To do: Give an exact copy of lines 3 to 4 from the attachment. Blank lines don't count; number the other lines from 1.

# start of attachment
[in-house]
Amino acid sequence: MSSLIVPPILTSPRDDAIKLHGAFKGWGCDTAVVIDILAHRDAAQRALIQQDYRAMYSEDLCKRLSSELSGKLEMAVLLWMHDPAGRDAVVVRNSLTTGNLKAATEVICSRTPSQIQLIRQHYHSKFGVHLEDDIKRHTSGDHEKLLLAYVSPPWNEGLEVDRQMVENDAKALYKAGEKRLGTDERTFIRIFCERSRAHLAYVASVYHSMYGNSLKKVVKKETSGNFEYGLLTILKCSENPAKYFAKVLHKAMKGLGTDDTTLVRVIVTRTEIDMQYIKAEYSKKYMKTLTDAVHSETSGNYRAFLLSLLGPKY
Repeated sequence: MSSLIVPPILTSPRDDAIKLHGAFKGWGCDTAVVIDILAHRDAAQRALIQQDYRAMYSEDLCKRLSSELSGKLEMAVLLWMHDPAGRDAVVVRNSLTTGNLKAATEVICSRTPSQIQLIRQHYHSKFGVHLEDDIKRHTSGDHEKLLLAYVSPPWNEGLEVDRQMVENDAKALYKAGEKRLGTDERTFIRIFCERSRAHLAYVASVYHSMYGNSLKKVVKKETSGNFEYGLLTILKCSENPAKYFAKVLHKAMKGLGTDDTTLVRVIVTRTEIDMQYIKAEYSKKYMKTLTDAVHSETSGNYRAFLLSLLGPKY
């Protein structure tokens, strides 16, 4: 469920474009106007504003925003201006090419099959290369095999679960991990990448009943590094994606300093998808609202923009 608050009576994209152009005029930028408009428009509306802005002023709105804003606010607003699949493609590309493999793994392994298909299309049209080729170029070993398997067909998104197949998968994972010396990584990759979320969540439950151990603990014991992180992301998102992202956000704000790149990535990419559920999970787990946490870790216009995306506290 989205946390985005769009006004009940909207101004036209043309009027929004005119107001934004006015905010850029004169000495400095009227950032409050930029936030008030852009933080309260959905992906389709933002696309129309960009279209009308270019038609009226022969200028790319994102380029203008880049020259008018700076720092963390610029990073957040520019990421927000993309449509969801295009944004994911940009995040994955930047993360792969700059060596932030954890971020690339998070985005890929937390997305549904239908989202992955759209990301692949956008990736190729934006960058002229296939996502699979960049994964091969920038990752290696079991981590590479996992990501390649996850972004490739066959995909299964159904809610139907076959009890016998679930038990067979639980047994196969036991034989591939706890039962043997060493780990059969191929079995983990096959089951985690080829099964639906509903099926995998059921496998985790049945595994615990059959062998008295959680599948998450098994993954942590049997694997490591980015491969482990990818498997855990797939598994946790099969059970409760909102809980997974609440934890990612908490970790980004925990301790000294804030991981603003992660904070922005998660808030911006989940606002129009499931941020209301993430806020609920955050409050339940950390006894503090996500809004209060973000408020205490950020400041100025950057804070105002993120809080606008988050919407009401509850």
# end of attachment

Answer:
Repeated sequence: MSSLIVPPILTSPRDDAIKLHGAFKGWGCDTAVVIDILAHRDAAQRALIQQDYRAMYSEDLCKRLSSELSGKLEMAVLLWMHDPAGRDAVVVRNSLTTGNLKAATEVICSRTPSQIQLIRQHYHSKFGVHLEDDIKRHTSGDHEKLLLAYVSPPWNEGLEVDRQMVENDAKALYKAGEKRLGTDERTFIRIFCERSRAHLAYVASVYHSMYGNSLKKVVKKETSGNFEYGLLTILKCSENPAKYFAKVLHKAMKGLGTDDTTLVRVIVTRTEIDMQYIKAEYSKKYMKTLTDAVHSETSGNYRAFLLSLLGPKY
């Protein structure tokens, strides 16, 4: 469920474009106007504003925003201006090419099959290369095999679960991990990448009943590094994606300093998808609202923009 608050009576994209152009005029930028408009428009509306802005002023709105804003606010607003699949493609590309493999793994392994298909299309049209080729170029070993398997067909998104197949998968994972010396990584990759979320969540439950151990603990014991992180992301998102992202956000704000790149990535990419559920999970787990946490870790216009995306506290 989205946390985005769009006004009940909207101004036209043309009027929004005119107001934004006015905010850029004169000495400095009227950032409050930029936030008030852009933080309260959905992906389709933002696309129309960009279209009308270019038609009226022969200028790319994102380029203008880049020259008018700076720092963390610029990073957040520019990421927000993309449509969801295009944004994911940009995040994955930047993360792969700059060596932030954890971020690339998070985005890929937390997305549904239908989202992955759209990301692949956008990736190729934006960058002229296939996502699979960049994964091969920038990752290696079991981590590479996992990501390649996850972004490739066959995909299964159904809610139907076959009890016998679930038990067979639980047994196969036991034989591939706890039962043997060493780990059969191929079995983990096959089951985690080829099964639906509903099926995998059921496998985790049945595994615990059959062998008295959680599948998450098994993954942590049997694997490591980015491969482990990818498997855990797939598994946790099969059970409760909102809980997974609440934890990612908490970790980004925990301790000294804030991981603003992660904070922005998660808030911006989940606002129009499931941020209301993430806020609920955050409050339940950390006894503090996500809004209060973000408020205490950020400041100025950057804070105002993120809080606008988050919407009401509850």